Here, too, like in the case of the announcement of the birth of John the Baptist, God intervenes in human history. Mary though betrothed or engaged to Joseph, who was of David’s family, had not yet lived with him. This she would do only after marriage, which would be one year after the betrothal. The angel greets Mary as the recipient of God’s grace. She has opened herself to the promptings of God’s Spirit. While Zechariah was gripped with fear at the very appearance of the angel, in the case of Mary, it is the angel’s greeting that perplexed her. The angel reassures Mary and makes the announcement, not only of Jesus’ birth, but of who he will be and all that he will accomplish.
In response to this announcement Mary, like Zechariah, asks a question. While both questions seem similar, it is clear that Zechariah’s question expressed doubt and asked for a sign, as is evident in the angel’s words before Zechariah is struck dumb. Mary’s question, on the other hand, is a question asked in faith. Mary did not question the truth of the revelation like Zechariah did. She asked only for enlightenment on how God would accomplish this wonderful deed. This will be accomplished in Mary through the work of God’s spirit. This is why the child will be called holy. Luke probably also intends to convey here that it is not merit on Mary’s part that obtained for her what she received, but God’s generous gift in the Spirit.
The evidence that what the angel has announced will indeed take place is the pregnancy of Elizabeth, for nothing is impossible for God. Mary responds, not merely with a Yes, but by asking that the Lord work in her to accomplish all that he wants. The annunciation would not have been complete without Mary’s trusting, obedient response.
Today, many assume that those whom God favours will enjoy the things we equate with a good life: social standing, wealth, and good health. Yet Mary, God’s favoured one, was blessed with having a child out of wedlock who would later be executed as a criminal. Acceptability, prosperity, and comfort have never been the essence of God’s blessing. The story is so familiar that we let its familiarity mask its scandal. Mary had been chosen, “favoured,” to have an important part in God’s plan to bring salvation to God’s people, but it is unthinkable that God would have forced Mary to have the child against her will. Mary is an important example, therefore, of one who is obedient to God even at great risk to self.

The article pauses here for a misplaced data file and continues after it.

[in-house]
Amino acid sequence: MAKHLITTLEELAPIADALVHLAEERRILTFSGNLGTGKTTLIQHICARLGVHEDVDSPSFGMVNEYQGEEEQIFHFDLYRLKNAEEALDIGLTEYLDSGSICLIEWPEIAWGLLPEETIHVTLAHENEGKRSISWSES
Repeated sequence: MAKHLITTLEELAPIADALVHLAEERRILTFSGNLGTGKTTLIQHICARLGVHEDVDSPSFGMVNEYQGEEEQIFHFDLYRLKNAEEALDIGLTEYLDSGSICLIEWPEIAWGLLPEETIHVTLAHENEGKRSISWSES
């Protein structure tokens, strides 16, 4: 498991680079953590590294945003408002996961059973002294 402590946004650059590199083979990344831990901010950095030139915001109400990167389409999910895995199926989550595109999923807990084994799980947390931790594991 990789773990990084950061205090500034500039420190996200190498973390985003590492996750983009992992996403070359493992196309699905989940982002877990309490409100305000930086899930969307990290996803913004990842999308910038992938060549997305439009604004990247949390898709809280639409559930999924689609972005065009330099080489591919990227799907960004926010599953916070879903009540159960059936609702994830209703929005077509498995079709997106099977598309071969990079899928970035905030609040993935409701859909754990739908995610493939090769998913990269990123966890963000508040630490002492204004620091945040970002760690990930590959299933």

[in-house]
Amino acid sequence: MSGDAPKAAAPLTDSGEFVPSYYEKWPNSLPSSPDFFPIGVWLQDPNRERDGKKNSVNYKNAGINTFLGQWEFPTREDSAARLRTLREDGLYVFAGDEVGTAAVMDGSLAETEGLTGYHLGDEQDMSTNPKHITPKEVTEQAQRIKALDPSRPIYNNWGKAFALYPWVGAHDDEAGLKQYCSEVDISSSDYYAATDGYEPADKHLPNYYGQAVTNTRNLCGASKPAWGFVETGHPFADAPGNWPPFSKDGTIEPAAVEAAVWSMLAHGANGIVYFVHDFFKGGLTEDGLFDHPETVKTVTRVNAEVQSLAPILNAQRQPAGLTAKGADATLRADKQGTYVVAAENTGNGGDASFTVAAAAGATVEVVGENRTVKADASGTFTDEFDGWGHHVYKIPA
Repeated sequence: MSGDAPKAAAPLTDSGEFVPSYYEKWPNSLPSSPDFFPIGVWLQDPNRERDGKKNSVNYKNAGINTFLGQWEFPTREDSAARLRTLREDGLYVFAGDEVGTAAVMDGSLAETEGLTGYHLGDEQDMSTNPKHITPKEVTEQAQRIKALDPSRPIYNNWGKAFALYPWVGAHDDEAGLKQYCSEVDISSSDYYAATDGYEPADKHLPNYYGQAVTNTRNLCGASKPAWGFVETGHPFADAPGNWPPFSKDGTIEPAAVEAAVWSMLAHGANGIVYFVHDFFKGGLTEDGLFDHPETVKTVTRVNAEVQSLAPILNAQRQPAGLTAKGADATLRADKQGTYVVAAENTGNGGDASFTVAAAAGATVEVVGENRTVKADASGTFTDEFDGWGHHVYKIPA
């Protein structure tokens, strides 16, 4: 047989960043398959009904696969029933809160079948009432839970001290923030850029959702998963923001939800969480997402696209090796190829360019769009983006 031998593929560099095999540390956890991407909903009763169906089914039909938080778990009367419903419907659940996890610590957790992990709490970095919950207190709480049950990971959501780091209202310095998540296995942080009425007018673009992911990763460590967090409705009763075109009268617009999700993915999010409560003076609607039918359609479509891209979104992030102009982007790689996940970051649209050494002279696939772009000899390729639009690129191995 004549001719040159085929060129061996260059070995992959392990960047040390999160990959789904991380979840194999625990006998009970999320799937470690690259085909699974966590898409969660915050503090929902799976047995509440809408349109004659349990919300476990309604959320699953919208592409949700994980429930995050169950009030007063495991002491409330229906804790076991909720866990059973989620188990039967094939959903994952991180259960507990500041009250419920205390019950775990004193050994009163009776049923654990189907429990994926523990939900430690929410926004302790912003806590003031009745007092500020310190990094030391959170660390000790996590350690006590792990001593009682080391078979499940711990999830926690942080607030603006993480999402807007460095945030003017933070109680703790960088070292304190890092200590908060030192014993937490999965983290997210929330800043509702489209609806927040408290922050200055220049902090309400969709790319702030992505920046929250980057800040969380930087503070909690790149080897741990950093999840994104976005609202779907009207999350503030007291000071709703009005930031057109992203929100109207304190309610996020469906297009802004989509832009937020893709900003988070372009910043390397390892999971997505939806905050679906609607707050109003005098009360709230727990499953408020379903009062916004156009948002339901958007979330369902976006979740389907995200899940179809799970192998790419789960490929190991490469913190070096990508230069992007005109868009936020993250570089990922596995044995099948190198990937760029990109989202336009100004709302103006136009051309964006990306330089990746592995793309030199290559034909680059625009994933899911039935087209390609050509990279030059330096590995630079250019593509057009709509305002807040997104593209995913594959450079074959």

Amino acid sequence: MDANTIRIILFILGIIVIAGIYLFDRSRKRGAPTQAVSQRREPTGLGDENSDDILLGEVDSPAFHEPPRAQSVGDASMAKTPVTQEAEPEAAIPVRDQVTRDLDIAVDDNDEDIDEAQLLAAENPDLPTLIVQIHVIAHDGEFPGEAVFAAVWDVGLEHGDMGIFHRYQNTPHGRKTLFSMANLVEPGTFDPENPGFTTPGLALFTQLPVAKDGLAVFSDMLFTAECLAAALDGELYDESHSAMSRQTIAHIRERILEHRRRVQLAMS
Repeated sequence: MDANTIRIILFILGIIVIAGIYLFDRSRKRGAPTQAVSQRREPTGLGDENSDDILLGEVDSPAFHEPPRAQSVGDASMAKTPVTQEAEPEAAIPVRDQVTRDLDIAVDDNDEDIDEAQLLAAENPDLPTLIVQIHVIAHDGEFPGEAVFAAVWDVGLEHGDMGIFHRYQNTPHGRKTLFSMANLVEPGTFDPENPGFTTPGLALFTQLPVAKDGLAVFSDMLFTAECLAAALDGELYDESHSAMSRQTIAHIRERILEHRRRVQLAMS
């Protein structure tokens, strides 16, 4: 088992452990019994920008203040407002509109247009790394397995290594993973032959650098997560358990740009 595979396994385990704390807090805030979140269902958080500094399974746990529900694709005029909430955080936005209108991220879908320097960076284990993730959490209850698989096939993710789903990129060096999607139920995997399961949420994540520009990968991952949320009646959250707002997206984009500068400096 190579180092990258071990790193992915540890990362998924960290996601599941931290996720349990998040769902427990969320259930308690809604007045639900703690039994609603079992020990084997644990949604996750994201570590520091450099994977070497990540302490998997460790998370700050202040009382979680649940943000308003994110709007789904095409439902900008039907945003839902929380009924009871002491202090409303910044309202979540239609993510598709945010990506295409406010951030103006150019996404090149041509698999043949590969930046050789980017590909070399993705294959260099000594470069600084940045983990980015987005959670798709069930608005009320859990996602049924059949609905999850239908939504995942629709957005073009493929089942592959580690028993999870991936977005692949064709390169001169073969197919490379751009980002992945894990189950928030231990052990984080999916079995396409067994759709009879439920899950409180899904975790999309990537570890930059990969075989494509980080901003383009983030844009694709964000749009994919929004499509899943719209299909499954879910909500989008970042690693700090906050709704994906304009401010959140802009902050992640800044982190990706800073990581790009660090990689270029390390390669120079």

When we think of or reflect on Mary, the one word that comes to mind to describe her whole life is the word, AMEN, a word which may be translated, “so be it”, “your will be done”, “do whatever you want to do in my life”. This was, indeed, Mary’s constant response to every situation in her life, especially when she could not understand why things were happening the way they were. The text of today is, then, a call and challenge to each one of us, that we, too, like Mary, might be able to say YES to all that God wants to do in our lives. It is a challenge to be open and receptive to the Spirit of God, so that we, too, might be able to give birth to the Saviour in our hearts.
Wednesday, October 7, 2015 - Will you depend on yourself today or will you show your dependence on God? How?
To read the texts click on the texts: Jonah 4:1-11; Lk 11:1-4
Luke gives more importance to Jesus’ practice of praying than do any of the other Gospels. The only prayer that Jesus’ explicitly taught his disciples was the “Our Father”. This prayer appears only in the Gospels of Matthew and Luke. While in Matthew, the prayer appears as part of the Sermon on the Mount; Luke explicitly has Jesus praying himself when he is asked by his disciples to teach them to pray.